What inspired you to write this book?
The end of the world. I think that’s been on a lot of people’s mind lately. I came up with a slightly different idea (one with robots) which changed completely as I thought about the story. Once I started writing, I finished the first draft in 21 days. The book just flowed so well from the moment I started writing it. Editing it and submitting to publishing houses (I was fortunate enough to have two different agents try to sell this book because they liked it that much), and then finally deciding to self-publish took another two years. The main reason for that was the length, with EIGHT MINUTES, THIRTY-TWO SECONDS being very short at a little over 40K words.
What can we expect from you in the future?
My fourth poetry collection, PseudoPsalms: Revelation, will be coming out later this summer, to be followed by my next novel, MORSUS at the end of the year (I am currently in final revisions on that one). For 2020, I hope to have a short story collection, another poetry collection, and a novel (or two) out at some point.
Tell us about your main characters- what makes them tick?
There has always been a theme of memory and identity in my novels, with Henry in my first novel having amnesia, and Melanie in my second novel with her own questions about who she is. With EIGHT MINUTES, THIRTY-TWO SECONDS, both L and M have gaping holes in the memory that they are struggling to fill. The reader knows far more than the characters do about the situation they’re in and the reader knows very little. As the book progresses, and M, in particular, learns all the answers they’ve been searching for, the reader understands that M might know, but he has absolutely nothing to do with that knowledge, trapped in a situation where knowing everything is useless while L, still trying to learn, finally realizes that she’s trying to answer the wrong questions.
Their arcs, as they learn, understand, and finally accept what may (or may not) be reality, drives the story, and just as they have questions, the reader can never quite be sure how reliable these narrators are.
With Henry, he’d lost his memory (and his mother) in a car accident. Or, at least, that’s what his father tells him when he wakes up from the coma. As the story progresses, Henry starts to wonder if his father is telling him the truth. His search to discover who he is, including if his name is really ‘Henry,’ becomes the central mystery of the book (in addition to the hunt for a serial killer who he not only fears might be his father, he fears it might be himself).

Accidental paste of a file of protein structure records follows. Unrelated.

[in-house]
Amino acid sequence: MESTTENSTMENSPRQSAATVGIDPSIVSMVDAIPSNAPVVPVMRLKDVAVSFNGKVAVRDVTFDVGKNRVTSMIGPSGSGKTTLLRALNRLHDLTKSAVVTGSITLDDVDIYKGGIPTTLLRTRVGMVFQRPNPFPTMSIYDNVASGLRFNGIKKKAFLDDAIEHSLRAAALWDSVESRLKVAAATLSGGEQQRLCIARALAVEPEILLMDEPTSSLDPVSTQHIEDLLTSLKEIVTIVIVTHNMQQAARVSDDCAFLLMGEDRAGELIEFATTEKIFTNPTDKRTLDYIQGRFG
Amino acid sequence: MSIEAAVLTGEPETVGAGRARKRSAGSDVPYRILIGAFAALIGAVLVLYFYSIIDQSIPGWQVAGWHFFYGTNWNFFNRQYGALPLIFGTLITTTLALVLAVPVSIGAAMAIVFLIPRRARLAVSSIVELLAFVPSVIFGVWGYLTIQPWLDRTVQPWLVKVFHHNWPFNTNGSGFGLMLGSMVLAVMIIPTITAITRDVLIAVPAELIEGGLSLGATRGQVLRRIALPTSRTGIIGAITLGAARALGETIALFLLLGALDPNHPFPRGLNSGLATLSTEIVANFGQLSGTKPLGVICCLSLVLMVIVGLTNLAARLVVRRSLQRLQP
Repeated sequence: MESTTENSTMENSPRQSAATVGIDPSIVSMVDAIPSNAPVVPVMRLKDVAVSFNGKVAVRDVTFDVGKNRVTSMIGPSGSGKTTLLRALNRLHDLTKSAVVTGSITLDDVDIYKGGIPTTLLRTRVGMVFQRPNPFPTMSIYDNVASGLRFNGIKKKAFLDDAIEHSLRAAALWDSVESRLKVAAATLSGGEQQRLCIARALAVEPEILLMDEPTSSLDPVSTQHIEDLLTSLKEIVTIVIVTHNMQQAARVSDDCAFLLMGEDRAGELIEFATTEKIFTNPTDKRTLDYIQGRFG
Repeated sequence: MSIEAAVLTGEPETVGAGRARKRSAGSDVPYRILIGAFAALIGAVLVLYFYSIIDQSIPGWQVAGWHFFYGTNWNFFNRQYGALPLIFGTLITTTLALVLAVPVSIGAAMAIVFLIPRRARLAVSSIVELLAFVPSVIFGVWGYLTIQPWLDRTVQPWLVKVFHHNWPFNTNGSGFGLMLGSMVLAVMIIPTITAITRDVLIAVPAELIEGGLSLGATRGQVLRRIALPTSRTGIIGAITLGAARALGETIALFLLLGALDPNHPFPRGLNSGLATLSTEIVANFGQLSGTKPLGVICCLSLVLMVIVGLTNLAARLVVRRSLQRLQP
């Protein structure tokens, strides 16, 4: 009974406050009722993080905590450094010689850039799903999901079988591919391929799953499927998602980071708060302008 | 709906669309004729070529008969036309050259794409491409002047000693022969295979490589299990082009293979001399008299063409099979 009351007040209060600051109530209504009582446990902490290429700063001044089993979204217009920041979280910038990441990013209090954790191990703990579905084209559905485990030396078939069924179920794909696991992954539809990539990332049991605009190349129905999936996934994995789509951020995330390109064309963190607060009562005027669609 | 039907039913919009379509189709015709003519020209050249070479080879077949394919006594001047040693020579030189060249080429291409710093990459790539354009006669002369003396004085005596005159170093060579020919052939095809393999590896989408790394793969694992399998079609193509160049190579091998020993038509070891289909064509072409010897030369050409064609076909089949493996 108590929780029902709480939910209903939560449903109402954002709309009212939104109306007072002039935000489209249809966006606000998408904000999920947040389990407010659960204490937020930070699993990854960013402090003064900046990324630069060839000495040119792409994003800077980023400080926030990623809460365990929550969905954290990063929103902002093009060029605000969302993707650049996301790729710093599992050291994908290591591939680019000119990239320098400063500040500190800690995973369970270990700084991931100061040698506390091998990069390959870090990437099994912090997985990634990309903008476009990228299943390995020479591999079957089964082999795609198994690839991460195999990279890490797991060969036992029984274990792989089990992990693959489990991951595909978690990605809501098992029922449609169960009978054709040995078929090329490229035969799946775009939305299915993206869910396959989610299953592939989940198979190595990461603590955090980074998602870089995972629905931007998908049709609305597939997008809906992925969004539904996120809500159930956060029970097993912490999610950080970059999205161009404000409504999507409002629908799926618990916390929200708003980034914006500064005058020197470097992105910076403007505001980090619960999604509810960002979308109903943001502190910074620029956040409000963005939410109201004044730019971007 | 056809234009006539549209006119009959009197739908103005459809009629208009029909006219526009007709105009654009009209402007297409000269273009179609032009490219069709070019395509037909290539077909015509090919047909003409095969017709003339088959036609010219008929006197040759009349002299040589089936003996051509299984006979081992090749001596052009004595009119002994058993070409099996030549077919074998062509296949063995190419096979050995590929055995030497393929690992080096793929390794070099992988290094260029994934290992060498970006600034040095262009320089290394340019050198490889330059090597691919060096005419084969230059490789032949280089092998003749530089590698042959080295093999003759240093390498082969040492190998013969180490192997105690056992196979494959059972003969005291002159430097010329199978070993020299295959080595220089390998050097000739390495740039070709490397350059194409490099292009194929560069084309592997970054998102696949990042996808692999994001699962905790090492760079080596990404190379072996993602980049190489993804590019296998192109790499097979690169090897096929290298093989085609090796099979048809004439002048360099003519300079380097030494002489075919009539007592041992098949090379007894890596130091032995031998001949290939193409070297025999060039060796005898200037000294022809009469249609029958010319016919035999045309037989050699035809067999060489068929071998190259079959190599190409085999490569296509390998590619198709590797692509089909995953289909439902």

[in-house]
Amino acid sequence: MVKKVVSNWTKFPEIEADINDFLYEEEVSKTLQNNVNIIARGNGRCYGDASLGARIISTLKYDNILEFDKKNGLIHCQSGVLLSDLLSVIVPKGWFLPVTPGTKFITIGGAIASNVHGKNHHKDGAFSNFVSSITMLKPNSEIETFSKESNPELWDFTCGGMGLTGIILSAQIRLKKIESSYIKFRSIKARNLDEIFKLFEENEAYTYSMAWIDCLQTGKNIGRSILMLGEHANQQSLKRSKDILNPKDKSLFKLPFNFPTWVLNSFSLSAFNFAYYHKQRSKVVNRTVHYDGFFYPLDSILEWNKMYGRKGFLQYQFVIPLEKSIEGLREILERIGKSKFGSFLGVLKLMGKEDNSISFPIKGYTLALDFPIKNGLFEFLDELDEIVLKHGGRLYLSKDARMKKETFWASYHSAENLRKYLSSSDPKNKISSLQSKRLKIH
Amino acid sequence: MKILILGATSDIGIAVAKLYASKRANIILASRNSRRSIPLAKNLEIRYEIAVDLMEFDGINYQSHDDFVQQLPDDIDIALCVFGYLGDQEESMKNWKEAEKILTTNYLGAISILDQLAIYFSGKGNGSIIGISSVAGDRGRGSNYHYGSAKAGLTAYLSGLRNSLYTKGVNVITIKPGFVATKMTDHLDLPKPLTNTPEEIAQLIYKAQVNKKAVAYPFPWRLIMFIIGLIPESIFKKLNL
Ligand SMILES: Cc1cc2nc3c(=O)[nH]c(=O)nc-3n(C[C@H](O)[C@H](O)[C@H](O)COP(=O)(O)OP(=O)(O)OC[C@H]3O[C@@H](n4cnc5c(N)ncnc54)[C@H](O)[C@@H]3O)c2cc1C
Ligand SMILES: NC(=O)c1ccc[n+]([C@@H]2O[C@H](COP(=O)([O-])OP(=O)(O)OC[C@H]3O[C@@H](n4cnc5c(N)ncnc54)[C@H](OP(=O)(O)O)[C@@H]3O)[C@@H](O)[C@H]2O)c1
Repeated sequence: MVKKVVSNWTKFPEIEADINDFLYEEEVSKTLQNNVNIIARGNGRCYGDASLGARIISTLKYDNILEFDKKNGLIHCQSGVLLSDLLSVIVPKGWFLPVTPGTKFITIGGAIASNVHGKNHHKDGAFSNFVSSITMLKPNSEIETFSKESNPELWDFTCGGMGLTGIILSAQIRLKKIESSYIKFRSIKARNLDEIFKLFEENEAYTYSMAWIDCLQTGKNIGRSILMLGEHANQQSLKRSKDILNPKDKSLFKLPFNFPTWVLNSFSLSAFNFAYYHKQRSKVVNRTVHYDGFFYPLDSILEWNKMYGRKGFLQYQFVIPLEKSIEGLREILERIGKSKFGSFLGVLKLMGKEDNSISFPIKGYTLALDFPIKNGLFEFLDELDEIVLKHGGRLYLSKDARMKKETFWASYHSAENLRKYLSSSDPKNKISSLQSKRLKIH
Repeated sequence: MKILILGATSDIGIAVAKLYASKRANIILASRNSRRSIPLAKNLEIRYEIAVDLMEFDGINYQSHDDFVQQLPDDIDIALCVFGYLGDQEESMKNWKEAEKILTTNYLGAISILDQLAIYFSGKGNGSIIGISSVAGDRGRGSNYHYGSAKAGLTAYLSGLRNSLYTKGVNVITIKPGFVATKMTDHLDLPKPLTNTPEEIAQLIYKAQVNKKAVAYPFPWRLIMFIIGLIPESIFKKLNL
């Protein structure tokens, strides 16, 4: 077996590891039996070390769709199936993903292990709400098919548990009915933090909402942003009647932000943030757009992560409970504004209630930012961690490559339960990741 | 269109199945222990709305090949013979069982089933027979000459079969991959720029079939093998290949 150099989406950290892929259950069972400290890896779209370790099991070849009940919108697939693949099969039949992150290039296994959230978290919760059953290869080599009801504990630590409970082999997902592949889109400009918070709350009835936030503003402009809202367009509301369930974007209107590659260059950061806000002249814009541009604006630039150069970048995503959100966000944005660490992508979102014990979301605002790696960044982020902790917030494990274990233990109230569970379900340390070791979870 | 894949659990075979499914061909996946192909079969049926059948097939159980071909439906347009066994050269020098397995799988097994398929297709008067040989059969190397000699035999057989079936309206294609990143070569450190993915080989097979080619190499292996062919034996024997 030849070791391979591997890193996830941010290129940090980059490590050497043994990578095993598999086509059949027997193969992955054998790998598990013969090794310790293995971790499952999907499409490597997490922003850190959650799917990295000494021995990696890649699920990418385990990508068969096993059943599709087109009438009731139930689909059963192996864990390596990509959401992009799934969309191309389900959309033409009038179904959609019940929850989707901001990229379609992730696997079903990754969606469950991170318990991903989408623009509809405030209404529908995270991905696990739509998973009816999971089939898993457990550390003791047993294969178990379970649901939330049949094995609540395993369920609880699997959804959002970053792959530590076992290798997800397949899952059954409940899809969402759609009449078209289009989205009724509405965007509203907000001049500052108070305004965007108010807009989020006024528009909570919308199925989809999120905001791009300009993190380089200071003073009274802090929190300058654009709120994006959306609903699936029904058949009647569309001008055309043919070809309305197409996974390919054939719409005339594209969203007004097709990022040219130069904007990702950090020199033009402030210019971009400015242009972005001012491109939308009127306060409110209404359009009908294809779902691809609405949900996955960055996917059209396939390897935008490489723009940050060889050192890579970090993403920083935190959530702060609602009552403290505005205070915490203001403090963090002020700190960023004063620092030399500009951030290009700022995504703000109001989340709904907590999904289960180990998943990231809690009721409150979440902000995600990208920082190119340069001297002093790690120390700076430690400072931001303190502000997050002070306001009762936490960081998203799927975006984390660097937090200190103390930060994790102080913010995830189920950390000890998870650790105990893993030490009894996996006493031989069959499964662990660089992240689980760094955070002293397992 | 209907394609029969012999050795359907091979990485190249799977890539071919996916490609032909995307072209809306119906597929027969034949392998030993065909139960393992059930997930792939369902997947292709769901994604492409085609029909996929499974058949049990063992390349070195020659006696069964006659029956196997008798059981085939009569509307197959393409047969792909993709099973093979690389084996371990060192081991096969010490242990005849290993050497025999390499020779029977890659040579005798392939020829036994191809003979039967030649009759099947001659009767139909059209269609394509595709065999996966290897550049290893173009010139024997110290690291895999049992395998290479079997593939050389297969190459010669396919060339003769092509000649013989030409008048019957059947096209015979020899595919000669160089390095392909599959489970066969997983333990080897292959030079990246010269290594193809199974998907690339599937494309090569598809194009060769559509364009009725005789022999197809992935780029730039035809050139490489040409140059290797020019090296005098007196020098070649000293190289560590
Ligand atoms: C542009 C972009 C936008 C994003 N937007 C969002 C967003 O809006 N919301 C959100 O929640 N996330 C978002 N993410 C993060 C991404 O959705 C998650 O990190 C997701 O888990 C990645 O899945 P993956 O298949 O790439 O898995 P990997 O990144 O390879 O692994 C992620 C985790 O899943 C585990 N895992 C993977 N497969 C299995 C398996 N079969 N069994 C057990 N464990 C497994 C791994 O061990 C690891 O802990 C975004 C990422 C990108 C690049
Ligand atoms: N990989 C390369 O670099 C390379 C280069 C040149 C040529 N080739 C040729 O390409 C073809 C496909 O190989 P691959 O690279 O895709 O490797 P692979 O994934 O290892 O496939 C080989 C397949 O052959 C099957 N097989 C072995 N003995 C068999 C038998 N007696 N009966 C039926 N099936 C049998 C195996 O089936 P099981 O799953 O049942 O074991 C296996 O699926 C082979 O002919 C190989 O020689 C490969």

How did you come up with the title of your first novel?
My first novel went by the name THE MYSTERY OF HENRY FRANKS for years, until my editor at Flux decided too many books, past and present, had a similar structure of THE _______ OF _______. So they chopped off ‘THE MYSTERY OF,’ which lead to having to add the words ‘A Novel’ in small letters underneath the title so people didn’t think the book was called ‘PETER ADAM SALOMON’ written by ‘Henry Franks.’ To this day, however, I’ll still receive emails addressed to Henry. Or Frank, for that matter.
Who designed your book covers?
I have been blessed, over the years, with two brilliant book cover designers (and, with my next book, MORSUS, a third). Flux assigned Lisa Novak to HENRY FRANKS, and she came up with a number of designs. As the author, I’d been warned to expect to have zero feedback into the cover. Fortunately, the team at Flux tied, 3-3, between two covers and they decided to allow me the tremendous honor of being the tie-breaker. What made this so important became readily apparent when my editor sent me the two covers being voted on. I LOVED one of them. And, as much as I LOVED that one, I did NOT love the other. At all. Can’t even begin to tell you how much I didn’t like it. It was still an amazing piece of art. But the other cover was astonishing. Over the years, I have received tremendous feedback on that cover and I give thanks all the time for being able to have a say.
For my second novel with Flux, they assigned Lisa again and I made a suggestion for the cover which she fought for permission to create, as it was something Flux was not known for doing. Again, the cover became a source of tremendous acclaim. Small note: Both of my books became the cover art for the Flux seasonal catalog, which had never happened for a Flux author before so my editor informed me.
For my poetry, Bizarro Pulp Press contracted with Matthew Revert who created the amazing cover art which has become the theme for all of my collections over the years. Like the novels, the feedback I have received for those covers continues to astonish. When I decided to self-publish EIGHT MINUTES, THIRTY-TWO SECONDS, Matthew was one of the first people I contacted, and I adore his cover for the book. Striking, elegant, mysterious, it’s exactly the cover this book needed.